My class five teacher was called Weje. As the name might suggest she wasn’t really a teacher who smiled. You know the phrase, “to put fear of the Lord”? It was meant to be “to put the fear of Weje.” You wouldn’t describe Weje’s style of discipline as subtle.
When I get to City Market I don’t know where stall number one is. I linger at the entrance facing Muindi Mbingu street like a pickpocket. It smells of fresh roses and Maasai carvings,
We now have bluetooth and microwaves we can control using our phones yet we continue to crane our necks looking back at the past. The allure of the past seems to seduce us, keeping us enticed.
Picture The Boy – no older than 20- rolling a blunt on a wooden coffee table. He’s in a bedsit in Roysambu; small windows, cheap curtains, wooden door. He’s in a t-shirt and jeans,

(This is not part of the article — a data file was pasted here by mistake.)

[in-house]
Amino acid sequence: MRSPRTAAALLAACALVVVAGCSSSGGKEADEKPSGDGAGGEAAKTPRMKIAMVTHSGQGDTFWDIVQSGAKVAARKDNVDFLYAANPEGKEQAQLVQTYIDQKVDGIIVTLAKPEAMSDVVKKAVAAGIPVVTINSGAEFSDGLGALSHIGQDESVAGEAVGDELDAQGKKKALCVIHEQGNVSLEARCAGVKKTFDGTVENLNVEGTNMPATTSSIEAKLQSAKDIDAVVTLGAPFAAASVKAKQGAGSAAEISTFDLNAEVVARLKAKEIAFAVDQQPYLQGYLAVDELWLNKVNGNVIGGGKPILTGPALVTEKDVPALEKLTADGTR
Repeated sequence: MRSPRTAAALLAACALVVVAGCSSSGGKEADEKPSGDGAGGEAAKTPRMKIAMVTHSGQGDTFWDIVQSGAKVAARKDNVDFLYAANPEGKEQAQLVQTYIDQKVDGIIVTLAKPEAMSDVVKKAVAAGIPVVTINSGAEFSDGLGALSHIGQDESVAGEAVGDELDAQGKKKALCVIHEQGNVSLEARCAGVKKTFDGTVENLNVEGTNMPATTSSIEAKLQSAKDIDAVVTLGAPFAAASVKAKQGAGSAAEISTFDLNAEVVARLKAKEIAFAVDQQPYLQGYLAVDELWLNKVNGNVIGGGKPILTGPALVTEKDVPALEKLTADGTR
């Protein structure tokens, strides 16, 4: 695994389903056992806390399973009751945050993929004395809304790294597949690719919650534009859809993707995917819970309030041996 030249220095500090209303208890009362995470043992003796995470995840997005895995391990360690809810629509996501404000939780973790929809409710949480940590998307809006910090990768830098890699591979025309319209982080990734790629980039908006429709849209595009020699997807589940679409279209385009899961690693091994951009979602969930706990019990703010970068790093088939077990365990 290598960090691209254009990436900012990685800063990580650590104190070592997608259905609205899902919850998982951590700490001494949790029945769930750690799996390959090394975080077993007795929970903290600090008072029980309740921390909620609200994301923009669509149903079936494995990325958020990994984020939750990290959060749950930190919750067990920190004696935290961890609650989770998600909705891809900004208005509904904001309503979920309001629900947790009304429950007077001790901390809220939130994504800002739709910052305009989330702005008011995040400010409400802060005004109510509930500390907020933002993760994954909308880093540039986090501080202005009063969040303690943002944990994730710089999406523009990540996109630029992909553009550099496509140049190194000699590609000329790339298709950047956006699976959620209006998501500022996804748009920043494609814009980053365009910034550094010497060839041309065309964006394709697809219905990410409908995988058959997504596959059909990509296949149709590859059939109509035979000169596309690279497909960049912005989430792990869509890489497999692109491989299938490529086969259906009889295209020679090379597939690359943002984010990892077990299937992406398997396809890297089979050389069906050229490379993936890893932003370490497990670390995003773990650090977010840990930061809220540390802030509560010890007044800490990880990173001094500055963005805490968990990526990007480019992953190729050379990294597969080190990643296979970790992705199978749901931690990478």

I am involved in a project where I interview artists – singers, sculptors, painters, dancers, virtuosos in the form of children who play the hell out of a violin, animators – a project commissioned by the Godown Arts Center.
“He’s rich and old,” I tell my friend Gina.
“You mean rich but old?” She asks from the carpet where she’s seated between my knees. I’m helping her undo her braids. She’s in this team natural group where they occasionally meet in a garden to drink rosé and talk about children and men,